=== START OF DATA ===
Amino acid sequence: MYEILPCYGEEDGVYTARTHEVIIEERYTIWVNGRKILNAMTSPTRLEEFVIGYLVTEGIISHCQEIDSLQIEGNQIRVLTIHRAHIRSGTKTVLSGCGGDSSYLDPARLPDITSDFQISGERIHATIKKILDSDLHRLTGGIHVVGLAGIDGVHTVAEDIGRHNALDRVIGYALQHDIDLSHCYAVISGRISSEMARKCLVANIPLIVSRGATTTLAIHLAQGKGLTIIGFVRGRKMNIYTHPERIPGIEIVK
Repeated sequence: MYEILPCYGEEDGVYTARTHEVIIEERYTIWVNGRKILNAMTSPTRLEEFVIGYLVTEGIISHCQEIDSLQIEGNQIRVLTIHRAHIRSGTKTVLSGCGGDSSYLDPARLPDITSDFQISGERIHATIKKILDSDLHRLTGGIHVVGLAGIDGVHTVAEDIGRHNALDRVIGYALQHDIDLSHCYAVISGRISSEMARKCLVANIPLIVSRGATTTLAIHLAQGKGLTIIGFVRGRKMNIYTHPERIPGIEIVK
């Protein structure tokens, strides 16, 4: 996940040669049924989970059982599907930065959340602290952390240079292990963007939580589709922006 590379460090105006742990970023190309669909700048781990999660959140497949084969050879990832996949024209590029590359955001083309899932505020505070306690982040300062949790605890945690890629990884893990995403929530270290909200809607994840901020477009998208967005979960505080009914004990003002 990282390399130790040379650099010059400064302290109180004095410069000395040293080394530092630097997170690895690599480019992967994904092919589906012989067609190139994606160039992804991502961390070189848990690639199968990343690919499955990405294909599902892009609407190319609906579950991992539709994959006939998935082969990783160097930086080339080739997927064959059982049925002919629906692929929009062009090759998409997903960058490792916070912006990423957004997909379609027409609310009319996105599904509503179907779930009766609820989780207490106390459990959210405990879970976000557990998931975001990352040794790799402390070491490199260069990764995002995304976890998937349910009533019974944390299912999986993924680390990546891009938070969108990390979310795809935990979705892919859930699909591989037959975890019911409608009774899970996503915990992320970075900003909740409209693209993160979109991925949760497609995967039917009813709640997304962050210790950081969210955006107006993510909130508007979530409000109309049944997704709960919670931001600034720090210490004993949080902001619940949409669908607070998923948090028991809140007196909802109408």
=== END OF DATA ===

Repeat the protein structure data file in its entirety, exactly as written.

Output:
Amino acid sequence: MYEILPCYGEEDGVYTARTHEVIIEERYTIWVNGRKILNAMTSPTRLEEFVIGYLVTEGIISHCQEIDSLQIEGNQIRVLTIHRAHIRSGTKTVLSGCGGDSSYLDPARLPDITSDFQISGERIHATIKKILDSDLHRLTGGIHVVGLAGIDGVHTVAEDIGRHNALDRVIGYALQHDIDLSHCYAVISGRISSEMARKCLVANIPLIVSRGATTTLAIHLAQGKGLTIIGFVRGRKMNIYTHPERIPGIEIVK
Repeated sequence: MYEILPCYGEEDGVYTARTHEVIIEERYTIWVNGRKILNAMTSPTRLEEFVIGYLVTEGIISHCQEIDSLQIEGNQIRVLTIHRAHIRSGTKTVLSGCGGDSSYLDPARLPDITSDFQISGERIHATIKKILDSDLHRLTGGIHVVGLAGIDGVHTVAEDIGRHNALDRVIGYALQHDIDLSHCYAVISGRISSEMARKCLVANIPLIVSRGATTTLAIHLAQGKGLTIIGFVRGRKMNIYTHPERIPGIEIVK
């Protein structure tokens, strides 16, 4: 996940040669049924989970059982599907930065959340602290952390240079292990963007939580589709922006 590379460090105006742990970023190309669909700048781990999660959140497949084969050879990832996949024209590029590359955001083309899932505020505070306690982040300062949790605890945690890629990884893990995403929530270290909200809607994840901020477009998208967005979960505080009914004990003002 990282390399130790040379650099010059400064302290109180004095410069000395040293080394530092630097997170690895690599480019992967994904092919589906012989067609190139994606160039992804991502961390070189848990690639199968990343690919499955990405294909599902892009609407190319609906579950991992539709994959006939998935082969990783160097930086080339080739997927064959059982049925002919629906692929929009062009090759998409997903960058490792916070912006990423957004997909379609027409609310009319996105599904509503179907779930009766609820989780207490106390459990959210405990879970976000557990998931975001990352040794790799402390070491490199260069990764995002995304976890998937349910009533019974944390299912999986993924680390990546891009938070969108990390979310795809935990979705892919859930699909591989037959975890019911409608009774899970996503915990992320970075900003909740409209693209993160979109991925949760497609995967039917009813709640997304962050210790950081969210955006107006993510909130508007979530409000109309049944997704709960919670931001600034720090210490004993949080902001619940949409669908607070998923948090028991809140007196909802109408």